Sorry - it's simply not true that Ecobee can support multiple zones. IT definitely CAN'T! It supports multiple thermostats, however it is not able to control multiple zones, which makes multiple thermostats kind of obsolete and nonsensical (unless you want to raise room temperature everywhere if you for example your bedroom is too cold). If you need multiple zone control support you need to get evohome or tado.
Our home has two independent HVAC units. Our power company just introduced demand pricing that makes it very desirable for us to ensure that only one unit operates at a time. I suspect there must be a thermostat product that allows two thermostats to coordinate such that they take turns. Can anyone recommend one?
Nest does not make a thermostat that controls the maintenance band and does not allow users to modify and adjust the band that is stuck at +/-1°F. If you have an old cast iron heater system, DO NOT BUY a Nest. It will force your system to start up Everytime it drops a degree, and initial start ups will use more natural gas, therefore Nest does not save money. Nor does do they offer any help to remedy or fix the problem.
Mike, I see very little information about notifications due to a power outage. I’m considering a Honeywell smart thermostat because it’s monitored by an outside server. From what I was told by Honeywell support, if I have a power outage their server will notify me that the thermostat is offline. That’s important to avoid frozen pipes at second homes, in my case a ski camp, or a primary home should it be left during vacation or otherwise in the winter. This service/feature is not considered in any of the top rated or recommended thermostat articles I’ve read...but should be. With that said, are there other smart thermostats that meet the above requirements that I should consider.
I purchased a Nest smart thermostat largely based on reviews like this, and after setting it up I found a major feature was missing which makes me intensely regret the decision. Nest is missing a Hold Temperature feature.
In general the smart scheduling, app-based home-away location detection, and other energy-saving features are great. But sometimes it is important for a user to be able to easily override the smart/automated scheduling and lock in their own temperature setting for a while. Many of Nest's customers have told them about the problems we've encountered due to the lack of a Hold feature. Nest could add a simple indefinite hold that users could turn on and off, or an interface similar to the fan setting, where there would be options for 1, 2, 6, 12, 24, or 48-hour temperature hold that would be automatically deactivated once the time had elapsed. Either of these would be technically simple, and their technical support representatives confirmed that they would not be difficult to implement. However, Nest refuses to fix this deficiency. The ecobee--and just about every other smart and programmable thermostat--has a Hold Temp feature. Nest does not.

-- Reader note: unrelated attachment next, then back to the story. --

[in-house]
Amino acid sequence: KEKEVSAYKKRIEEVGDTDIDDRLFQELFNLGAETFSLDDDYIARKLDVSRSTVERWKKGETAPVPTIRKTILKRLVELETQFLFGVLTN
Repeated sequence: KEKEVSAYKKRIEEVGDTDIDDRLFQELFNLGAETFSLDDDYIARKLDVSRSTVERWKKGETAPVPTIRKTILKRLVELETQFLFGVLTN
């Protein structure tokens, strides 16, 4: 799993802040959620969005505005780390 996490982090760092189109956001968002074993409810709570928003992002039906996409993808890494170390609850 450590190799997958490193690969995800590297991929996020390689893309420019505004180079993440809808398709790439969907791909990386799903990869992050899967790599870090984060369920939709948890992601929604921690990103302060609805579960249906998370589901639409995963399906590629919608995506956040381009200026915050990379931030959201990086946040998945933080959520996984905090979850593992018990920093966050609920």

Nest will occasionally respond to their customers with convoluted "workarounds" that allow users to set and hold a temperature. But the workarounds require the user to disable most of the smart features. That isn't a valid solution, and defeats the purpose of buying the Nest in the first place. They are at best neglectful, and at worst actively dismissive of their customers who are caught in a situation where we find their product lacking and are requesting a change that would genuinely improve their thermostats.
I am posting here to ask you to reconsider your recommendation for the Nest thermostats, and that you please contact Nest to explain that as a highly-trusted and valued source of reviews, you are relaying the request of users like me to add a Hold feature. The lack of a Hold Temp feature is incredibly frustrating, and often makes it impossible to retain the smart features of the thermostat while also keeping the temperatures in my home comfortable.
I understand that sometimes a hold temperature setting could temporarily override some energy-saving features -- however, other times the hold setting would end up saving energy. But the biggest issue is that this is a simple feature that is glaringly missing from their thermostat, which makes it work poorly. And Nest has so far ignored their customers when we reach out to them to try to get this issue fixed. I am hoping that if you would also talk to them, they might move forward with this crucial improvement.
Here are a couple threads in Nest's community forum that go into the issue, and include some of the "workarounds" that users have had to resort to: